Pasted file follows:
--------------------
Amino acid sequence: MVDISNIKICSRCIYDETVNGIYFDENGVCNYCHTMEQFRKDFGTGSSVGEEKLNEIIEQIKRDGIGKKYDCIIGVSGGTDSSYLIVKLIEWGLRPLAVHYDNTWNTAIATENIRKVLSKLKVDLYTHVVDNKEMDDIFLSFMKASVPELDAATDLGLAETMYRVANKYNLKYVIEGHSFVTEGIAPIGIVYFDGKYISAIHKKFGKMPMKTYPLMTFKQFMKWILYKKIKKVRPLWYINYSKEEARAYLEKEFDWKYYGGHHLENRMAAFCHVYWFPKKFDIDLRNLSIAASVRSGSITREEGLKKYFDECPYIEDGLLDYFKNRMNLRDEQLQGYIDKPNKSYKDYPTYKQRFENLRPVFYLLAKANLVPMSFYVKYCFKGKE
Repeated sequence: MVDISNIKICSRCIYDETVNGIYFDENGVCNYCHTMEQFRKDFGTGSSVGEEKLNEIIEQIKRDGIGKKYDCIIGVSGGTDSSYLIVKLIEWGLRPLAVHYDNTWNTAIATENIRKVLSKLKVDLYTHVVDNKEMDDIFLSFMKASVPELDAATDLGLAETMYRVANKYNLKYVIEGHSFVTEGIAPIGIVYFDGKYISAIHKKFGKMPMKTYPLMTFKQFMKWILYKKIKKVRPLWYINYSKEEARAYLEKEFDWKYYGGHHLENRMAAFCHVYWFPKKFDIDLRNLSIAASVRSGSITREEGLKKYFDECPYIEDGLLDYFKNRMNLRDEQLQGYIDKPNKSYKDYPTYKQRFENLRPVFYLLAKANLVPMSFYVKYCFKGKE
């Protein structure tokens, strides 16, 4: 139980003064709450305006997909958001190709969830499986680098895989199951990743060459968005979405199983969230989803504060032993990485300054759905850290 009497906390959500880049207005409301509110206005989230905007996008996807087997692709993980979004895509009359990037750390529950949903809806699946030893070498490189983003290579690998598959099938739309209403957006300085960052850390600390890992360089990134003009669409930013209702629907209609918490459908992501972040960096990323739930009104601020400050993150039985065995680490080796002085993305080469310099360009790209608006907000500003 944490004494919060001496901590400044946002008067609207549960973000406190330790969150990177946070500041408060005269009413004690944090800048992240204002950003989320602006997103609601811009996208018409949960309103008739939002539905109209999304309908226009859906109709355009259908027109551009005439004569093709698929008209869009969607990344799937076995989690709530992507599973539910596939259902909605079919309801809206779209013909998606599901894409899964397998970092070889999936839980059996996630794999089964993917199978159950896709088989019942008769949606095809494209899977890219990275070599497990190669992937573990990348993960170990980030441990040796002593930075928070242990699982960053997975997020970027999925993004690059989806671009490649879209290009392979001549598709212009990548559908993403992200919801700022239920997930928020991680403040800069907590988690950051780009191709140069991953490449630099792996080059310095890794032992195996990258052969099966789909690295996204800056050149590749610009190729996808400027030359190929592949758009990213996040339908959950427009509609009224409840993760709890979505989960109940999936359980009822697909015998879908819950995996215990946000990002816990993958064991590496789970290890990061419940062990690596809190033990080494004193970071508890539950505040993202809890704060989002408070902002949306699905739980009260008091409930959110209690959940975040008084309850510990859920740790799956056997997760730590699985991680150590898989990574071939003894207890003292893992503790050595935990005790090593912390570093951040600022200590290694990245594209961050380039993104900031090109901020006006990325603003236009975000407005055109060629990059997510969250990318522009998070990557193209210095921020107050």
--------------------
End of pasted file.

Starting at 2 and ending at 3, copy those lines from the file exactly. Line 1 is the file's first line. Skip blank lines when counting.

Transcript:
Repeated sequence: MVDISNIKICSRCIYDETVNGIYFDENGVCNYCHTMEQFRKDFGTGSSVGEEKLNEIIEQIKRDGIGKKYDCIIGVSGGTDSSYLIVKLIEWGLRPLAVHYDNTWNTAIATENIRKVLSKLKVDLYTHVVDNKEMDDIFLSFMKASVPELDAATDLGLAETMYRVANKYNLKYVIEGHSFVTEGIAPIGIVYFDGKYISAIHKKFGKMPMKTYPLMTFKQFMKWILYKKIKKVRPLWYINYSKEEARAYLEKEFDWKYYGGHHLENRMAAFCHVYWFPKKFDIDLRNLSIAASVRSGSITREEGLKKYFDECPYIEDGLLDYFKNRMNLRDEQLQGYIDKPNKSYKDYPTYKQRFENLRPVFYLLAKANLVPMSFYVKYCFKGKE
């Protein structure tokens, strides 16, 4: 139980003064709450305006997909958001190709969830499986680098895989199951990743060459968005979405199983969230989803504060032993990485300054759905850290 009497906390959500880049207005409301509110206005989230905007996008996807087997692709993980979004895509009359990037750390529950949903809806699946030893070498490189983003290579690998598959099938739309209403957006300085960052850390600390890992360089990134003009669409930013209702629907209609918490459908992501972040960096990323739930009104601020400050993150039985065995680490080796002085993305080469310099360009790209608006907000500003 944490004494919060001496901590400044946002008067609207549960973000406190330790969150990177946070500041408060005269009413004690944090800048992240204002950003989320602006997103609601811009996208018409949960309103008739939002539905109209999304309908226009859906109709355009259908027109551009005439004569093709698929008209869009969607990344799937076995989690709530992507599973539910596939259902909605079919309801809206779209013909998606599901894409899964397998970092070889999936839980059996996630794999089964993917199978159950896709088989019942008769949606095809494209899977890219990275070599497990190669992937573990990348993960170990980030441990040796002593930075928070242990699982960053997975997020970027999925993004690059989806671009490649879209290009392979001549598709212009990548559908993403992200919801700022239920997930928020991680403040800069907590988690950051780009191709140069991953490449630099792996080059310095890794032992195996990258052969099966789909690295996204800056050149590749610009190729996808400027030359190929592949758009990213996040339908959950427009509609009224409840993760709890979505989960109940999936359980009822697909015998879908819950995996215990946000990002816990993958064991590496789970290890990061419940062990690596809190033990080494004193970071508890539950505040993202809890704060989002408070902002949306699905739980009260008091409930959110209690959940975040008084309850510990859920740790799956056997997760730590699985991680150590898989990574071939003894207890003292893992503790050595935990005790090593912390570093951040600022200590290694990245594209961050380039993104900031090109901020006006990325603003236009975000407005055109060629990059997510969250990318522009998070990557193209210095921020107050």